Are bees still in trouble? Does buying organic honey help?

Q: Are bees still in trouble? Does buying organic honey help? [rssbreak] A: Four years after we started getting swarmed with the.


Q: Are bees still in trouble? Does buying organic honey help?

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A: Four years after we started getting swarmed with the term “colony collapse disorder,” sadly, bee disappearances are still mounting.

Billions of honeybees in particular are said to have died since 2006. Canada hasn’t been as uniformly affected as countries like the U.S. But our honeybees have nonetheless declined 30 to 40 per cent annually for the last few years.

Worldwide, experts have fingered everything from viruses and fungi to cellphone signals and genetically engineered crops as the cause. Researchers at U of Guelph say the mystery, in Ontario anyway, is pretty much solved. They recently pinpointed blame for 85 per cent of colony deaths here on pesticide-resistant mites.

The Swiss Bee Research Centre and others say the development of super-bugs should be no surprise since mite-controlling pesticides are used on the hive and actually linger in the wax, propolis and, yes, honey, allowing mites to slowly develop resistance.

Instead of searching for newer, more potent pesticides (do we really want to keep our bees on the pesticide treadmill our crops are on?), how ’bout we focus on other solutions?

Supporting organic honey is actually a really smart choice, especially considering that organic mite controls have really helped limit infestations. Not only do certified organic apiaries turn to botanical and organic pest and disease controls first (natural menthol, folic and lactic acid), but they follow preventative strategies like bringing in a healthier queen, strictly avoiding antibiotics and maintaining sustainable harvesting practices, as in not killing off colonies after honey is harvested.

Now, I know some of you have raised an eyebrow about organic honey in the past, asking, if a bee can forage as far it likes, how can you control whether it gathers pollen from organic or non-organic sources?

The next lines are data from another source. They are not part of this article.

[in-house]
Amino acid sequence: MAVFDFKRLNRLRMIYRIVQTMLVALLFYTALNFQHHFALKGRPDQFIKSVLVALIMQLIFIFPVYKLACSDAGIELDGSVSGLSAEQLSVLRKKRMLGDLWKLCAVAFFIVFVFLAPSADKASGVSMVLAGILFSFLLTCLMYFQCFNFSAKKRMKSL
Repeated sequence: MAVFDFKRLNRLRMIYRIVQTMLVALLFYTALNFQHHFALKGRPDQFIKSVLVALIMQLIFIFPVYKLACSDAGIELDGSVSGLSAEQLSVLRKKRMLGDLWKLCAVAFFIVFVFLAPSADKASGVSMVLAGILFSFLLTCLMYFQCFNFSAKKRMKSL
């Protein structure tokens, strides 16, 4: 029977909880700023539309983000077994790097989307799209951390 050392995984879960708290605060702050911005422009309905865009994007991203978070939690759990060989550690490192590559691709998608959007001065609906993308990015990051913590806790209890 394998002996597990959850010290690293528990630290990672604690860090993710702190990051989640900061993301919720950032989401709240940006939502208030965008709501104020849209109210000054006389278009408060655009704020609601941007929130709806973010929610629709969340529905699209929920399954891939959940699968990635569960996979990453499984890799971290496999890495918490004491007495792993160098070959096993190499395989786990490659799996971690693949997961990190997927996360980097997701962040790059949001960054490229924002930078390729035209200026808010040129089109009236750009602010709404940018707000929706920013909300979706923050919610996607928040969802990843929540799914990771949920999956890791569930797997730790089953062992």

Well, just as buckwheat or blueberry honey apiaries place their hives in fields growing those particular plants to get a distinctive flavour, organic beekeepers place their hives on an organic farm or at least have to prove that foraging sites within 3 kilometres on all sides aren’t sprayed with banned substances.

Organic wildflower honey, for instance, must be harvested from hives surrounded by a diversity of unsprayed flower fields. And that’s especially fantastic for two reasons.

One, the agro-pesticide-laced pollen brought into hives by busy worker bees has been found to weaken bee immune systems, so buying organic honey supports stronger bees.

Second, French researchers found that bees feeding on a diverse mix of pollens had healthier immune systems than those raised in large monoculture zones containing kilometre after kilometre of crops like oilseeds. That same reasoning is partly why urban gardens are fantastic spots for wayfaring bees.

We all need to put out the bee welcome mat, particularly since, aside from honeybees (actually European imports), our own native bees, of which there are 800 species in Canada and 150 in Toronto, are also in grave decline due to vanishing habitat. (For more on the decline of all bees worldwide, pick up Keeping The Bees: Why All Bees Are At Risk And What We Can Do To Save Them).

Ditto for other important pollinators like butterflies, wasps, birds, beetles and moths. And, no, it’s not too late to plant a pollinator-friendly garden or balcony!

You don’t need a ton of space to attract pollinators – even a few flowerpots or window baskets will do. The brighter the flowers, the more irresistible they’ll be. But don’t simply opt for the usual garden varieties, since, according to Pollination Canada, they often lack accessible nectar or pollen. Go for native or heirloom first, especially since many pollinators depend entirely on native plants.

Plant your flowers in clumps so they’re easier to track down, and get a mix of smaller, tightly clustered flowers accessible to shorter tongues and deeper flowers better suited to pollinators with longer tongues.

Some surefire winners are black-eyed Susan, milkweed, goldenrod, and aster. Evergreen Brick Works has a nursery rammed with pollinator-drawing plants that’s open daily, or check out its native plant database for a full list of plants native to your region (nativeplants.evergreen.ca).

And you don’t want to hang bees and butterflies out to dry. Give them a small bowl or pan of water with sun-bathing rocks at ground level. If it’s shallow enough to evaporate by day’s end, it’ll avoid becoming a stagnant mosquito brothel.

For a roof over their heads, build a bee house: google DIY plans, order one via pollinatorweek@gmail.com or just leave some exposed ground and hollow stalks lying around. (Don’t be obsessive about tidying your garden – even fallen leaf cover counts.) And I know I don’t need to tell you to stay away from chemical pesticides.

Follow all the above steps and make pollinators your happy neighbours. The David Suzuki Foundation says they can triple the yield of fruit and veggies in your garden. You’ll certainly double your green karma.

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